Postsecondary education and credentials are key to economic mobility for individuals and economic competitiveness for our nation. Yet too many low-income adults and disadvantaged youth are locked out of the opportunity to earn credentials and are falling further and further behind. The Center advocates for better policies, more investment, and increased political will to address this national challenge. Learn more »

Resources & Publications

Policy Areas for Action

Reengineer Education and Skill Development Systems: Federal, state, and local policies can help increase opportunity for low-income adults and disadvantaged youth by connecting education and training systems and funding innovative education and training strategies. Learn More »
Expand Student Financing and Supports: The nation needs robust student financing policies and student support services to ensure more low-income adults and disadvantaged youth complete postsecondary credentials. Learn More »
Increase Investment in Services and Capacity: States and communities can better serve more low-income youth and disadvantaged adults who seek postsecondary credentials by increasing investment in and coordination of funding for education and training. Learn More »
Strengthen Data and Accountability: Education and training systems should work together to better evaluate individual outcomes and improve services for low-income adults and disadvantaged youth. Learn More »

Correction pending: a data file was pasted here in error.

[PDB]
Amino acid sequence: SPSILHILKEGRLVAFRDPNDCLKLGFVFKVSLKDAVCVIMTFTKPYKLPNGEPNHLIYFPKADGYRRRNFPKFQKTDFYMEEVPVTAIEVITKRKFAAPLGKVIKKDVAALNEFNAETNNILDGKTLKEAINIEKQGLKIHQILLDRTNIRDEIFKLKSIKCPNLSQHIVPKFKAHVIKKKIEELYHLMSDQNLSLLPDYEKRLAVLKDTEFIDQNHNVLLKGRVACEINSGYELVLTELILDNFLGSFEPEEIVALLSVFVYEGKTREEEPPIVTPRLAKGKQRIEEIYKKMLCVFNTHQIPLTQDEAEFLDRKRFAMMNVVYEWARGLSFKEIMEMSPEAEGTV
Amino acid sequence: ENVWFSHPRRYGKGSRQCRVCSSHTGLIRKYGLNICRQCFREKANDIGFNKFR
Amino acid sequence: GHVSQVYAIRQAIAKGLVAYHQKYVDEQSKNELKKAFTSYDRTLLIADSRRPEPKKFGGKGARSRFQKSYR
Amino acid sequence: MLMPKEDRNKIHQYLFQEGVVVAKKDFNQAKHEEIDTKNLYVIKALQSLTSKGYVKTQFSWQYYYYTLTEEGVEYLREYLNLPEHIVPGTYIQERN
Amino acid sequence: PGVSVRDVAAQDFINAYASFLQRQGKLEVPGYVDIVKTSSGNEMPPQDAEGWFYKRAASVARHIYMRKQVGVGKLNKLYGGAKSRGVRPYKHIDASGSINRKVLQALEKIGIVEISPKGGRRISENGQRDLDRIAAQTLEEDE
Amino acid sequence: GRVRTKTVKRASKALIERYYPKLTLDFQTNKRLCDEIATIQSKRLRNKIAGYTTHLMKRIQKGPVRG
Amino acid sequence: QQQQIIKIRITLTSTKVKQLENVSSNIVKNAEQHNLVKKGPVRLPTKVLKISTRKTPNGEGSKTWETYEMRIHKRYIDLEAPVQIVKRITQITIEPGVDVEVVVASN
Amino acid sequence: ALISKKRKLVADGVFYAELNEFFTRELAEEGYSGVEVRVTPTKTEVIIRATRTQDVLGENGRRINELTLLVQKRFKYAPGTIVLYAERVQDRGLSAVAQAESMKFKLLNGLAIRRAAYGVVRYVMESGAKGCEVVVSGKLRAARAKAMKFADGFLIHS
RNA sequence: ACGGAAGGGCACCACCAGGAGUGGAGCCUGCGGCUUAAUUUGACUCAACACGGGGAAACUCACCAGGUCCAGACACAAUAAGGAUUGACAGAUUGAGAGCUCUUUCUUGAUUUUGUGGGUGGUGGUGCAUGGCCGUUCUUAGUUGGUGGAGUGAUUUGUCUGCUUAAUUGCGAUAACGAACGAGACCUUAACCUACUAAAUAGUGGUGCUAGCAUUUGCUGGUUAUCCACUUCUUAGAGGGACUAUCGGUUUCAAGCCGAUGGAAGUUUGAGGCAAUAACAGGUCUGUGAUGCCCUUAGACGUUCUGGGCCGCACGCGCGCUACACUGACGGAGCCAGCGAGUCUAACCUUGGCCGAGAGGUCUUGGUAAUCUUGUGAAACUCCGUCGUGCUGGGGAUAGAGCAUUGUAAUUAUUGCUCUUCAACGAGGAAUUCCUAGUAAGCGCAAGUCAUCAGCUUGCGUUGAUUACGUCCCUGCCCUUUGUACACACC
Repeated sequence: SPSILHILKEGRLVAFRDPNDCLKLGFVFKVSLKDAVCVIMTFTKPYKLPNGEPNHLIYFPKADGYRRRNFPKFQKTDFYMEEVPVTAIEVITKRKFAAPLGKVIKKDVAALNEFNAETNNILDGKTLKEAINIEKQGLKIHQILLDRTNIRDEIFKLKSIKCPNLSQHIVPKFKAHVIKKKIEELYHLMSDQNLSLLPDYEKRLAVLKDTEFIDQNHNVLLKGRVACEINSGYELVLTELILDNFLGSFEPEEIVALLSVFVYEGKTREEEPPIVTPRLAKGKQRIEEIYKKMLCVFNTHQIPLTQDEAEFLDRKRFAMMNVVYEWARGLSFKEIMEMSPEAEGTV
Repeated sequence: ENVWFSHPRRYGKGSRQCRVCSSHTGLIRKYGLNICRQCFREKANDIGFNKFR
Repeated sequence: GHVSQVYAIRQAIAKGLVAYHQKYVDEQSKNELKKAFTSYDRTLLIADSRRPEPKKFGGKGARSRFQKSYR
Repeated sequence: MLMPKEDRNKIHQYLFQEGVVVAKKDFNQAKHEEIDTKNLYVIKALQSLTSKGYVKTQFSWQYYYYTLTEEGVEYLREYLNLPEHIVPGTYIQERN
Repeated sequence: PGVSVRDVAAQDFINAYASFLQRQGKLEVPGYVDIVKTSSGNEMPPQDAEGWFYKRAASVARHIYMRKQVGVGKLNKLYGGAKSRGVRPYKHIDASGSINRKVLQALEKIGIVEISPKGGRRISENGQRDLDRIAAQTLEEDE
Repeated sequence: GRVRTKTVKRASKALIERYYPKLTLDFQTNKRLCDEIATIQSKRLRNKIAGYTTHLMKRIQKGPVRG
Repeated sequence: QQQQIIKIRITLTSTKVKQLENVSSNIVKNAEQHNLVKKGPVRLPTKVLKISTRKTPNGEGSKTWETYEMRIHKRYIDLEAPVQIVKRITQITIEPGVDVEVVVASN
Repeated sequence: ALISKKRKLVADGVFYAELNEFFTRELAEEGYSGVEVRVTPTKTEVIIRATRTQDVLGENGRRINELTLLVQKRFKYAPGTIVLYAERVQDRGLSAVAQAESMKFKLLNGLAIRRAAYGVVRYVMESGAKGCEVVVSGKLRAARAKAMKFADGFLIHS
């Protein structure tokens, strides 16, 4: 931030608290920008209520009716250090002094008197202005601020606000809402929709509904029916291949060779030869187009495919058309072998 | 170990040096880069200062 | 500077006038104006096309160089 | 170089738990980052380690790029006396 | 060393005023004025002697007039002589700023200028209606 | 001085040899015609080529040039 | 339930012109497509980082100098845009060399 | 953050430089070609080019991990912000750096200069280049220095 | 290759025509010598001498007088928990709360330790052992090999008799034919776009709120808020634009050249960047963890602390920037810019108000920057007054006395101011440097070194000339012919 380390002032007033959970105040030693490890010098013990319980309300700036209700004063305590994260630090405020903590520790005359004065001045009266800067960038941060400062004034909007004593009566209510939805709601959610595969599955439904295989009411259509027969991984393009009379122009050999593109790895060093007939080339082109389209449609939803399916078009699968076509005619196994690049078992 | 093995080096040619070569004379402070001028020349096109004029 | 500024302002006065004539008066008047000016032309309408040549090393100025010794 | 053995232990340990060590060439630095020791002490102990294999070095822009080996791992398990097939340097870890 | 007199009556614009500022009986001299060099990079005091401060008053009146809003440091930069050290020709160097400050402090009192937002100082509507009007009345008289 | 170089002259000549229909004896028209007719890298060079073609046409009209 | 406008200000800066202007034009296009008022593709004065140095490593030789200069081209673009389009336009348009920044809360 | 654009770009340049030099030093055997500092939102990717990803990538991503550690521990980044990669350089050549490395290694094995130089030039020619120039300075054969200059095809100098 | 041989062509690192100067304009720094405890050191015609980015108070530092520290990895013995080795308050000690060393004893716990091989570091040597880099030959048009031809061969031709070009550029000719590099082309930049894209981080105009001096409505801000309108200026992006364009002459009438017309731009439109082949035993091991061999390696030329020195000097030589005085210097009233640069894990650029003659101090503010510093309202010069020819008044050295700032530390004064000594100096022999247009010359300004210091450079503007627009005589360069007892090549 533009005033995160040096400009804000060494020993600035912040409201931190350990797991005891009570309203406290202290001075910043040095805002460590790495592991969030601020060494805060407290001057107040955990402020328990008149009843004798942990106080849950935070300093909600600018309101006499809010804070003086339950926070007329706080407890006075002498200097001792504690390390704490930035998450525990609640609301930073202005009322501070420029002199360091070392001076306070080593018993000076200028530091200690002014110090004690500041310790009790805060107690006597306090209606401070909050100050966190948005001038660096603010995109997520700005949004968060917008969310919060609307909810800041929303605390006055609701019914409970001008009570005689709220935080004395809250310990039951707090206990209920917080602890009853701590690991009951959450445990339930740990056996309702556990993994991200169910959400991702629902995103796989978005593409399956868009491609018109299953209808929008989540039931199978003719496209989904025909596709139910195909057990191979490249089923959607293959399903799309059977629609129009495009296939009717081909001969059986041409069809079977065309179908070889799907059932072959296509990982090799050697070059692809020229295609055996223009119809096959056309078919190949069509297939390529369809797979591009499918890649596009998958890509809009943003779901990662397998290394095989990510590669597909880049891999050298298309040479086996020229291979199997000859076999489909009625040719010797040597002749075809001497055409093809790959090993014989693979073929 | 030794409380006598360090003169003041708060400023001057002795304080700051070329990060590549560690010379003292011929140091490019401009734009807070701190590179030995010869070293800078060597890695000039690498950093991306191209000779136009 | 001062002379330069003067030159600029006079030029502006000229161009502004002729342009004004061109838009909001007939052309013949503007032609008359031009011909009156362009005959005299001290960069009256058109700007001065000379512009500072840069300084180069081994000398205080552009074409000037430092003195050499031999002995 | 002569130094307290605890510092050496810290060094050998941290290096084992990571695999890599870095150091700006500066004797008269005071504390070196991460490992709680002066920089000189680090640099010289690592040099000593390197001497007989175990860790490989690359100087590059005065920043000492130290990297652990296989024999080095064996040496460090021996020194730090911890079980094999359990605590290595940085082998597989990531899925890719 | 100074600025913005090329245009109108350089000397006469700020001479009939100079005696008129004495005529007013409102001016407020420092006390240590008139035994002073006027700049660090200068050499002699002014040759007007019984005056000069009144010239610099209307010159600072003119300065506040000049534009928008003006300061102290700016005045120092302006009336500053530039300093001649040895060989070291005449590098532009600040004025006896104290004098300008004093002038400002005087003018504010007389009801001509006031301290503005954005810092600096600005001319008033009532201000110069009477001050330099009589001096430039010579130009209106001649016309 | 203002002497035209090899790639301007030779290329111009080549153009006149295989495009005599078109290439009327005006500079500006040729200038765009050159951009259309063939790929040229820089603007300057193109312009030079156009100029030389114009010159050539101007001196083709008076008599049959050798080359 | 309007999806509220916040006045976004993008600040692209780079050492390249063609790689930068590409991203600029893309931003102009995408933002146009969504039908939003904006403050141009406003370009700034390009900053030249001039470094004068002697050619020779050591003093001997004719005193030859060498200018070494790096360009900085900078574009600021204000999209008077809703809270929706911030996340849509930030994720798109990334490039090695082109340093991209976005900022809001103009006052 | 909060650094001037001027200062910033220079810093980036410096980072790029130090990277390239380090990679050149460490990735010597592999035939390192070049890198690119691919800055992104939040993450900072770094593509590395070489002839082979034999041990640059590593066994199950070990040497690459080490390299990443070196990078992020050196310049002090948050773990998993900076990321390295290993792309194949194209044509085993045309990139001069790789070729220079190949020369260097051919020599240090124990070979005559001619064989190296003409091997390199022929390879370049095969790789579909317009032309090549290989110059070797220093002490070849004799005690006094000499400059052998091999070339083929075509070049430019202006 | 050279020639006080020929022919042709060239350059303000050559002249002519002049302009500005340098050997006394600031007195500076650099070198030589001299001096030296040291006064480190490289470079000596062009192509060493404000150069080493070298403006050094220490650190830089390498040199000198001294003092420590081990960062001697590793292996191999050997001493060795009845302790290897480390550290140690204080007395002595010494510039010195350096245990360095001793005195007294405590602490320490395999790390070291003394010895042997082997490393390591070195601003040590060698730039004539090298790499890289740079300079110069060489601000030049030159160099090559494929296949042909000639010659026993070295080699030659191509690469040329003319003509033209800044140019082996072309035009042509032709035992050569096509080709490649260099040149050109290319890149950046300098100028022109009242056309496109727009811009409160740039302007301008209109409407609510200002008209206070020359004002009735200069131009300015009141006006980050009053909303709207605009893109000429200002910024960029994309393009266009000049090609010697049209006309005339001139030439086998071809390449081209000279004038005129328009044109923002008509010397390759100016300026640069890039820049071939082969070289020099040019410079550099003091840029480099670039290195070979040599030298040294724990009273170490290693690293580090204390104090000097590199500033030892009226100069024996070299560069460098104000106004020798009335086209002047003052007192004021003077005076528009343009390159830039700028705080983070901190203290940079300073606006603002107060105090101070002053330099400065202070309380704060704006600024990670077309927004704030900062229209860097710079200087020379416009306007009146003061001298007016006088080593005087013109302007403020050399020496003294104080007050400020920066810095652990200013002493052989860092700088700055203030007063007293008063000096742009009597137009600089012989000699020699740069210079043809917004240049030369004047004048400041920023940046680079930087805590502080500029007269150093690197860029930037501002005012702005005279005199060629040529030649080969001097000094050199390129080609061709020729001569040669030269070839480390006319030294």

Education Tax Credits Bill Takes a Partisan Turn on Way to House Floor

By Elizabeth Lower-Basch

This week, the House of Representatives is expected to take up H.R. 3393, the Student and Family Tax Simplification Act.  When this bill was introduced last fall by Reps. Diane Black (R-TN) and Danny Davis (D-IL) , CLASP along with our partners in the Higher Education Tax Reform Consortium had applauded it  as an important step forward in simplifying the multiple tax benefits that support higher education and in making these credits more useful to low-income students.

In particular, the bill includes a number of provisions consistent with the Consortium’s recommendations:

  • It would make permanent the partially refundable American Opportunity Tax Credit (AOTC), which is currently scheduled to revert to the non-refundable Hope credit at the end of 2017.  It would also index the value of the AOTC to inflation, starting in 2018.
  • It would Increase the portion of the credit that is refundable. Under current law, students who don’t earn enough to owe federal income taxes can receive only up to 40 percent of the AOTC as a refundable credit.  In other words, students who qualify for the maximum $2,500 credit can receive up to $1,000 as a refundable credit.  The bill would make the first $1,500 of the credit refundable.  This would particularly help students attending the lowest-cost institutions, such as community colleges, who now do not receive even the full $1,000 refundable credit if they have less than $4,000 in qualified expenses.
  • It would improve coordination between Pell grants and the AOTC, and would ensure that Pell grants are never counted as taxable income, even when they are used for educational costs other than tuition.   A similar proposal is in President Obama’s budget.
  • Under the original bill, the costs of the expanded refundabilty would have been offset by lowering the income eligibility limits for the AOTC and by eliminating the Lifetime Learning Credit.

Read more>>

Learn More About the Alliance for Quality Career Pathways

 READ MORE »

site by Trilogy Interactive